At least 28 people were killed, about 1,000 injured and 30 Orthodox churches and monasteries in Kosovo were destroyed during the recent violence by Albanian mobs against the minority Serbian population, KFOR and UNMIK units. Numbers are not yet final. The Serbian Orthodox Church is today demanding that German KFOR troops be withdrawn from duty in for "incompetence" during the violence, as they failed to save from destruction ten historic churches and other Orthodox property. Witnesses stated that the German KFOR troops did nothing to protect any of the sites. Also, the diocese blames UNMIK for failing to protect its sites in the period from 1999 to before the present violence, during which 112 Orthodox churches were destroyed without any attackers being arrested. In Serbia, the authorities have arrested 120 people for attacks against mosques in Belgrade and Nis, and religious leaders, political parties and the government have joined in condemned the burning of the two mosques. City officials have promised to refurbish the Belgrade mosque, and the police chief and his deputy have been fired. However, the Kosovo violence also probably sparked incidents elsewhere in Serbia, and in neighbouring Montenegro, Bosnia and Macedonia.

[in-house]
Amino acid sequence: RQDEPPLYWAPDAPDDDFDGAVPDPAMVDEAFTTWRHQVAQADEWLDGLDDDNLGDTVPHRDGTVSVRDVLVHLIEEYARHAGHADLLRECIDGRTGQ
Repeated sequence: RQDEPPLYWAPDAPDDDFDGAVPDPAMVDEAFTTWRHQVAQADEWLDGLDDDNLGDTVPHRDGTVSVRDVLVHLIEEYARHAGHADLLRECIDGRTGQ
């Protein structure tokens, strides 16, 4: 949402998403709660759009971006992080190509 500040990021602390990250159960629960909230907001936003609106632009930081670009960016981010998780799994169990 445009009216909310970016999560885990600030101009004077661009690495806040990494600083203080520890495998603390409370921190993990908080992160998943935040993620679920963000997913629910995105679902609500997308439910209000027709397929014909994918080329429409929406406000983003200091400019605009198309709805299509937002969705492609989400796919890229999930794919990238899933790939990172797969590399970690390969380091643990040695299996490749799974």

2 December 2003
In this personal commentary contributed to Forum 18 News Service www.forum18.org , Arie de Pater, director of Jubilee Campaign NL, argues that the European Union (EU) should pay greater attention to restrictions on religious freedom in many of the ten states which will join the EU in May 2004 (Cyprus, Czech Republic, Estonia, Hungary, Latvia, Lithuania, Malta, Poland, Slovakia & Slovenia) and in states that hope to join any further expansion (Bulgaria, Croatia, Romania & Turkey potentially due from 2007). Drawing on a report on religious freedom in the candidate countries, compiled by Jubilee Campaign NL with the assistance of Forum 18 and others, published today (2 December 2003), he notes that even in the first batch of accession countries, criticism of religious law and practice can be levelled at the Czech Republic, Hungary, Latvia, Lithuania, the Slovak Republic and Slovenia. He questions why the European Commission's 2003 Comprehensive Regular Report makes no criticism of Bulgaria's new denominations act, which has been sharply criticised in Bulgaria and abroad.
22 September 2003
In the face of concerns from some minority religious communities, law professor Lovro Sturm, director of the Institute of Human Rights, told Forum 18 News Service that his and his team's faith "will have no impact" on the way they draft Slovenia's new religion bill. "I am a little bit worried because of his position and ties to the Catholic Church," Adventist leader Zmago Godina told Forum 18. "We want the new law explicitly to assure the equality of all religious communities, without preferences for any on the basis of their size or tradition," Godina added, in views echoed by Lutheran bishop Geza Ernisa and others. The government's Office for Religious Communities chose Sturm's Institute in July to prepare the new bill, which Sturm says will be sent to the Office by the end of December. The government must then approve it before it goes to parliament.
2 September 2003